Boffins lose back-up battle

Boffins who fail to back up their data are causing a huge problem for modern science.

According to a study published today in Current Biology, which we get for the centrefold of the sexually liberated protozoa.  crucial data is going missing making it impossible to check results.

Authors of 516 biological studies published between 1991 and 2011 were emailed and asked for the raw data of their experiments so that it could be replicated. More than 90 percent of the oldest data, from papers written more than 20 years ago has died. Only 23 percent of papers published as recently as 2011 still had accessible data.

Timothy Vines, a zoologist at the University of British Columbia, who led the effort said there had been no systematic estimates of how quickly the data held by authors actually disappears.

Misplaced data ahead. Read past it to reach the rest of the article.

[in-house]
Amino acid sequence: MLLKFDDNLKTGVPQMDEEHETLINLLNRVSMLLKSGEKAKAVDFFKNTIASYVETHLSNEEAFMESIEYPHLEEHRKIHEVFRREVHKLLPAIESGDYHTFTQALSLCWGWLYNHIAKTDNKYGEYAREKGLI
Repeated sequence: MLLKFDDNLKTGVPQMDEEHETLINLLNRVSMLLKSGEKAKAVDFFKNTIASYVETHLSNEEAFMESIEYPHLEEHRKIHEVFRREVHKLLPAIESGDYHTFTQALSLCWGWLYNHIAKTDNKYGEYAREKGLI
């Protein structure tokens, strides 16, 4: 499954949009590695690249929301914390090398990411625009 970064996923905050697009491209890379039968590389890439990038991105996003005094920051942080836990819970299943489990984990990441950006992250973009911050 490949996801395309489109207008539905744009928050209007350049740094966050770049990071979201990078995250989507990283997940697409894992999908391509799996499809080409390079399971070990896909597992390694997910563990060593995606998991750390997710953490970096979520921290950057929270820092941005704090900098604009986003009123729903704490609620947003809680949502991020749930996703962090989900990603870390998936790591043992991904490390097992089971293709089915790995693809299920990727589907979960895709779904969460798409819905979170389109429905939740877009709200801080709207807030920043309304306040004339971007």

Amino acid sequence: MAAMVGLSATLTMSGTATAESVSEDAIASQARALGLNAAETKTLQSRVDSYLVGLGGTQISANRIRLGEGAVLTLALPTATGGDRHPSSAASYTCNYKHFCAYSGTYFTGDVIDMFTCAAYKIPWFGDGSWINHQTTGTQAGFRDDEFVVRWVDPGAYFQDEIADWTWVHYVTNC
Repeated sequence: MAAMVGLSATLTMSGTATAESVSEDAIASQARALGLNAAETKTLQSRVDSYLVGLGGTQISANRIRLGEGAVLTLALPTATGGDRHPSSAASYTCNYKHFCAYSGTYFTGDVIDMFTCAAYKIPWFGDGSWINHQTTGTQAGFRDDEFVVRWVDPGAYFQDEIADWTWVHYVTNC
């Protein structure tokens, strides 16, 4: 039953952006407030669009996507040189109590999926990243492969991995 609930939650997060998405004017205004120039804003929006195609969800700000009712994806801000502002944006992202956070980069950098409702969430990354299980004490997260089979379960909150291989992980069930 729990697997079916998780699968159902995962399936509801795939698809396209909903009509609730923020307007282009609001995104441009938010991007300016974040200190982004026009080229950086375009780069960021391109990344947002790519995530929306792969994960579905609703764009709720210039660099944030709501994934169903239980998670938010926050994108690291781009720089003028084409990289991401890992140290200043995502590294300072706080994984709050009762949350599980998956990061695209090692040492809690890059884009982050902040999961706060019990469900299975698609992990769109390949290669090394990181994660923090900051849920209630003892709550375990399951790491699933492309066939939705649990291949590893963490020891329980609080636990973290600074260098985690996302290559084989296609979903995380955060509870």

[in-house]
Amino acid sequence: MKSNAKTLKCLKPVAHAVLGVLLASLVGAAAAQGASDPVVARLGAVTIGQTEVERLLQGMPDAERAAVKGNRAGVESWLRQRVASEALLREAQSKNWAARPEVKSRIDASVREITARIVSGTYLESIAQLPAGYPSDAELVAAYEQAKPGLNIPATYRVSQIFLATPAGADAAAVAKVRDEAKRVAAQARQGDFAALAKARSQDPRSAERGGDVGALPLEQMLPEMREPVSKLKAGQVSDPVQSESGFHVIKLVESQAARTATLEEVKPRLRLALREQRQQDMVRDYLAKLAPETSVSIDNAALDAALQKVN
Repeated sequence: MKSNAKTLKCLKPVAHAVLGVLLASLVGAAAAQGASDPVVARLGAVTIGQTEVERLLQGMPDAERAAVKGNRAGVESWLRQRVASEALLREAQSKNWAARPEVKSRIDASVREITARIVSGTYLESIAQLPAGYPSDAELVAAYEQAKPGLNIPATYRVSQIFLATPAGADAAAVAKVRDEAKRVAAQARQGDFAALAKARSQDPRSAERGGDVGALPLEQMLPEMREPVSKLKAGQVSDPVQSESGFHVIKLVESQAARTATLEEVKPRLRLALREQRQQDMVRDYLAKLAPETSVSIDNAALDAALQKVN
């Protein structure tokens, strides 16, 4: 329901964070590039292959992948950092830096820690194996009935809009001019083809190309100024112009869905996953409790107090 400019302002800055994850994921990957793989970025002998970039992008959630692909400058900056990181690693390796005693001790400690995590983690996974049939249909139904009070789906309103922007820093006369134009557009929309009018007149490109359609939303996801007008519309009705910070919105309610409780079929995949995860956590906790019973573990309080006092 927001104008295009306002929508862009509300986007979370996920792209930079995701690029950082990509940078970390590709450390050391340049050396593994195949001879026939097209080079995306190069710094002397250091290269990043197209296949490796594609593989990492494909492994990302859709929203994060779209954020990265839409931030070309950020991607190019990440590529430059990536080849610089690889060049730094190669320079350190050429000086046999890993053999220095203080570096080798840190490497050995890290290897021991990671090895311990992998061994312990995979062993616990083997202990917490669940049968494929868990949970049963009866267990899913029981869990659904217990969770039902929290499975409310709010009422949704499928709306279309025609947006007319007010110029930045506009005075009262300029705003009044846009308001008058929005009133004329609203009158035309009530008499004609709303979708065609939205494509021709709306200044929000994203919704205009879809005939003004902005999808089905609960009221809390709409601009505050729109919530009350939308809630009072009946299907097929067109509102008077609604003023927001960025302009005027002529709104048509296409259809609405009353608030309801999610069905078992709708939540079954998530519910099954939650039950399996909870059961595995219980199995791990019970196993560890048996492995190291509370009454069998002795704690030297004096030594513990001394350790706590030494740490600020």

More a quarter of studies active email addresses couldn’t be found, with defunct addresses listed on the paper itself and web searches not turning up any current ones. For another 38 percent of studies, their queries led to no response. Another seven percent of the data sets were lost or inaccessible.

In one case the data was saved on three-and-a-half inch floppy disks, so no one could access it, because they no longer had the proper drives, Vines said.

Vines said that old data was extremely useful to his own research on a pair of toad species native to Eastern Europe that seem to be in the process of hybridising.

So much of this research is paid for with public funding, much of it coming through grants that stipulate that resulting data be made freely available to the public. Additionally, field data is affected by the circumstances of the environment in which it’s collected—thus, it’s impossible to perfectly replicate later on, when conditions have changed, he said.